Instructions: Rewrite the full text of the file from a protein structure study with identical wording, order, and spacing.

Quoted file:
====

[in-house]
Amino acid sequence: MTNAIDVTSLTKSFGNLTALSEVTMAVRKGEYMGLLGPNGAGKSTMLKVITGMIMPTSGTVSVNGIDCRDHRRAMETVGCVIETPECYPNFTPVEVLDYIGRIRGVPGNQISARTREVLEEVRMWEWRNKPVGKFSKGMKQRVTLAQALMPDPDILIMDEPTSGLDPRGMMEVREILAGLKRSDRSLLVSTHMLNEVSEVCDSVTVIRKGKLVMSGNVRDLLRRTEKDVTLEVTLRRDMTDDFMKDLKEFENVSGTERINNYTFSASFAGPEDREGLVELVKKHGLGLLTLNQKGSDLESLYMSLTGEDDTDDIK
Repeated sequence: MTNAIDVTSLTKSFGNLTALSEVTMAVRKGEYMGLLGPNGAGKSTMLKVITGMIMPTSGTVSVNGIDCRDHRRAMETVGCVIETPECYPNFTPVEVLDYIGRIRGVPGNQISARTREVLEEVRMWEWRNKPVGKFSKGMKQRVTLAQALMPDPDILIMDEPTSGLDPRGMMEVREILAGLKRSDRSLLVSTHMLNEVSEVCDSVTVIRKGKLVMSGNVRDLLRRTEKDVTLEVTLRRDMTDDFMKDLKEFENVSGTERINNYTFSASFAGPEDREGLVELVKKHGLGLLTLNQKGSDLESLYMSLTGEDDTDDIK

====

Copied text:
[in-house]
Amino acid sequence: MTNAIDVTSLTKSFGNLTALSEVTMAVRKGEYMGLLGPNGAGKSTMLKVITGMIMPTSGTVSVNGIDCRDHRRAMETVGCVIETPECYPNFTPVEVLDYIGRIRGVPGNQISARTREVLEEVRMWEWRNKPVGKFSKGMKQRVTLAQALMPDPDILIMDEPTSGLDPRGMMEVREILAGLKRSDRSLLVSTHMLNEVSEVCDSVTVIRKGKLVMSGNVRDLLRRTEKDVTLEVTLRRDMTDDFMKDLKEFENVSGTERINNYTFSASFAGPEDREGLVELVKKHGLGLLTLNQKGSDLESLYMSLTGEDDTDDIK
Repeated sequence: MTNAIDVTSLTKSFGNLTALSEVTMAVRKGEYMGLLGPNGAGKSTMLKVITGMIMPTSGTVSVNGIDCRDHRRAMETVGCVIETPECYPNFTPVEVLDYIGRIRGVPGNQISARTREVLEEVRMWEWRNKPVGKFSKGMKQRVTLAQALMPDPDILIMDEPTSGLDPRGMMEVREILAGLKRSDRSLLVSTHMLNEVSEVCDSVTVIRKGKLVMSGNVRDLLRRTEKDVTLEVTLRRDMTDDFMKDLKEFENVSGTERINNYTFSASFAGPEDREGLVELVKKHGLGLLTLNQKGSDLESLYMSLTGEDDTDDIK